The fundamental challenge in balancing the federal budget is preserving the nation’s economic strengths and core values. The measure of their success in maintaining the nation’s priorities will not be known for years to come. As a result, some may be tempted to ignore long-term consequences for immediate budget relief, a mistake the nation cannot afford.
A case in point is federal student aid. Various proposals on both sides of the aisle would slash spending for programs that provide access, choice, and opportunity for millions of low- and moderate-income Americans. The Pell Grant Program, long considered politically untouchable, is on the chopping block. It is almost certain that the fiscal 2012 budget will reduce the Pell Grant maximum award or limit eligibility. This and other budgetary proposals, if enacted, would reduce access and stifle opportunities for millions of Americans who rely on federal aid to fulfill their dreams.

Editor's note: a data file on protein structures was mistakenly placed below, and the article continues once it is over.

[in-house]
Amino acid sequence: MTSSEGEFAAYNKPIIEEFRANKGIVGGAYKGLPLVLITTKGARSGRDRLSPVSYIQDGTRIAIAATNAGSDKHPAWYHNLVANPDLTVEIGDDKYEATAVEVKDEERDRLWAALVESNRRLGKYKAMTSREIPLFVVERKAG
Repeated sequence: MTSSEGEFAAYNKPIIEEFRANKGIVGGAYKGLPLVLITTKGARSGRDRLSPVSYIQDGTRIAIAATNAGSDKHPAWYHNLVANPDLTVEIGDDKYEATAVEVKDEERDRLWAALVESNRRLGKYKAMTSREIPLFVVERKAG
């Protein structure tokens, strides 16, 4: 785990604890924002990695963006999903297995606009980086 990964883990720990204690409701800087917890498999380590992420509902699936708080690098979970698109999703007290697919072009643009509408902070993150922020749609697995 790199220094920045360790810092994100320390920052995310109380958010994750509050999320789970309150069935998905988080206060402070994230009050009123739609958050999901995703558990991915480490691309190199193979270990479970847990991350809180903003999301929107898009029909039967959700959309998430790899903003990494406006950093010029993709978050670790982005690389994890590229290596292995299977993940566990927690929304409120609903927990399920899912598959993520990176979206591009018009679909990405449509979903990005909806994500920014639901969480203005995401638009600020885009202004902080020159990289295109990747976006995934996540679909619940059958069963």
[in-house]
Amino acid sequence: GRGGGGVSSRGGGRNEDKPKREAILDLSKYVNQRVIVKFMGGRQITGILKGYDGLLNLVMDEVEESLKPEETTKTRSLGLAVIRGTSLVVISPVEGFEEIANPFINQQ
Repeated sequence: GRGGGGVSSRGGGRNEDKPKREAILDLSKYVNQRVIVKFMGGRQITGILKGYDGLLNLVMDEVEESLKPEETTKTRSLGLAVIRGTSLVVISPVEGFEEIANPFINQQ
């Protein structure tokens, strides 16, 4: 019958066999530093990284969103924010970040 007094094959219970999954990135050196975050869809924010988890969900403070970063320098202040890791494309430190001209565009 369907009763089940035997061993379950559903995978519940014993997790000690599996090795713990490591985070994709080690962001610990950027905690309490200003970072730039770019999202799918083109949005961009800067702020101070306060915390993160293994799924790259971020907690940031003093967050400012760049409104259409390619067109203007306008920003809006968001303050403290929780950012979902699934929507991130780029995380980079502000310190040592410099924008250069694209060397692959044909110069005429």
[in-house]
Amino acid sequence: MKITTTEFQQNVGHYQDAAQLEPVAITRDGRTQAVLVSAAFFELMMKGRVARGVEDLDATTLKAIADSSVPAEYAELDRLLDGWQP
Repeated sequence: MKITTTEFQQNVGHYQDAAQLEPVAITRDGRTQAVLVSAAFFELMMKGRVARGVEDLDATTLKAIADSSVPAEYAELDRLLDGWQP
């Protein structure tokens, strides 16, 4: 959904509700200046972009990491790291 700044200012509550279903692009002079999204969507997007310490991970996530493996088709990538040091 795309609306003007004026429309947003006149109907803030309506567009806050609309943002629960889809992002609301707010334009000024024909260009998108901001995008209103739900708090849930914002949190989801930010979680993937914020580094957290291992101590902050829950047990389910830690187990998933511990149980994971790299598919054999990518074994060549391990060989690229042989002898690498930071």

Many claim we cannot balance our federal budget and put the nation on a sustainable fiscal path unless we control these costs. In reality, 40 percent of the growth in the Pell Grant Program over the past three years is due to the recent recession, as the unemployed and under-employed are enrolling in programs to improve their employability. Isn’t this the appropriate response to improve our nation’s strength and competitiveness? Should we cut ourselves out of this global recession or should we build the intellectual capital necessary to lead, grow and prosper?
Bjarekull is president of the Maryland Independent College and University Association.